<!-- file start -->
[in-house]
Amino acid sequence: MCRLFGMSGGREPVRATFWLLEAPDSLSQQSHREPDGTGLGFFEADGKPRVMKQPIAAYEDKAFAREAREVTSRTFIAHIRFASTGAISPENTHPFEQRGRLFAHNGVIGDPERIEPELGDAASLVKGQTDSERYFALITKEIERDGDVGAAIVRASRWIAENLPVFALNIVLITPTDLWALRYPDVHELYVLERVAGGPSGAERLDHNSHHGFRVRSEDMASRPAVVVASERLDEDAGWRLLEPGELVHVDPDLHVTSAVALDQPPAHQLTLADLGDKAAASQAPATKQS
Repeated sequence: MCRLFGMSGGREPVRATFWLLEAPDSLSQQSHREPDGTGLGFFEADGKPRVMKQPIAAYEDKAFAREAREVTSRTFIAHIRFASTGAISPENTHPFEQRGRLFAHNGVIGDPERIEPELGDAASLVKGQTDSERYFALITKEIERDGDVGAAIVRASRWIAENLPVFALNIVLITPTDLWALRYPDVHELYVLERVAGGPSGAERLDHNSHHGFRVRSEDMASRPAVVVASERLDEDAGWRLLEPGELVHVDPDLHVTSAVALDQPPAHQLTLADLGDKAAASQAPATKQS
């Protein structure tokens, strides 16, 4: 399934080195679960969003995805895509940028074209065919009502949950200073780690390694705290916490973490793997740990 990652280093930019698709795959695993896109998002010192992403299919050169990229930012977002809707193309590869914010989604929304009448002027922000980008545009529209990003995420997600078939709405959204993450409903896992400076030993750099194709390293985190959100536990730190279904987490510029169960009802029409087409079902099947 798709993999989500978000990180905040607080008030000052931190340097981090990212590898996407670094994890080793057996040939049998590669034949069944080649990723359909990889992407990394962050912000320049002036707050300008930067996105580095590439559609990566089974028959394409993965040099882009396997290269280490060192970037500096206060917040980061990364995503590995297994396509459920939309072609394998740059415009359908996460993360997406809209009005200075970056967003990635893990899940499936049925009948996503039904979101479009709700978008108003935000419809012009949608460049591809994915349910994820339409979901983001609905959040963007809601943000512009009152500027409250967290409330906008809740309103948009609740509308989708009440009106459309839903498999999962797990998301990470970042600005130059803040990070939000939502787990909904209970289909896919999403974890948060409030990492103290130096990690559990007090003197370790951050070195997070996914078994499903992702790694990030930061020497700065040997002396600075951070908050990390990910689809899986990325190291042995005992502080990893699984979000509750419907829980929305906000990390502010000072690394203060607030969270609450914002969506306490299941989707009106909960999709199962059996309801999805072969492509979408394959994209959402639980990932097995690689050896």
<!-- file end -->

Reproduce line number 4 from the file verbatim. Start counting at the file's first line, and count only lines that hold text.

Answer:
């Protein structure tokens, strides 16, 4: 399934080195679960969003995805895509940028074209065919009502949950200073780690390694705290916490973490793997740990 990652280093930019698709795959695993896109998002010192992403299919050169990229930012977002809707193309590869914010989604929304009448002027922000980008545009529209990003995420997600078939709405959204993450409903896992400076030993750099194709390293985190959100536990730190279904987490510029169960009802029409087409079902099947 798709993999989500978000990180905040607080008030000052931190340097981090990212590898996407670094994890080793057996040939049998590669034949069944080649990723359909990889992407990394962050912000320049002036707050300008930067996105580095590439559609990566089974028959394409993965040099882009396997290269280490060192970037500096206060917040980061990364995503590995297994396509459920939309072609394998740059415009359908996460993360997406809209009005200075970056967003990635893990899940499936049925009948996503039904979101479009709700978008108003935000419809012009949608460049591809994915349910994820339409979901983001609905959040963007809601943000512009009152500027409250967290409330906008809740309103948009609740509308989708009440009106459309839903498999999962797990998301990470970042600005130059803040990070939000939502787990909904209970289909896919999403974890948060409030990492103290130096990690559990007090003197370790951050070195997070996914078994499903992702790694990030930061020497700065040997002396600075951070908050990390990910689809899986990325190291042995005992502080990893699984979000509750419907829980929305906000990390502010000072690394203060607030969270609450914002969506306490299941989707009106909960999709199962059996309801999805072969492509979408394959994209959402639980990932097995690689050896």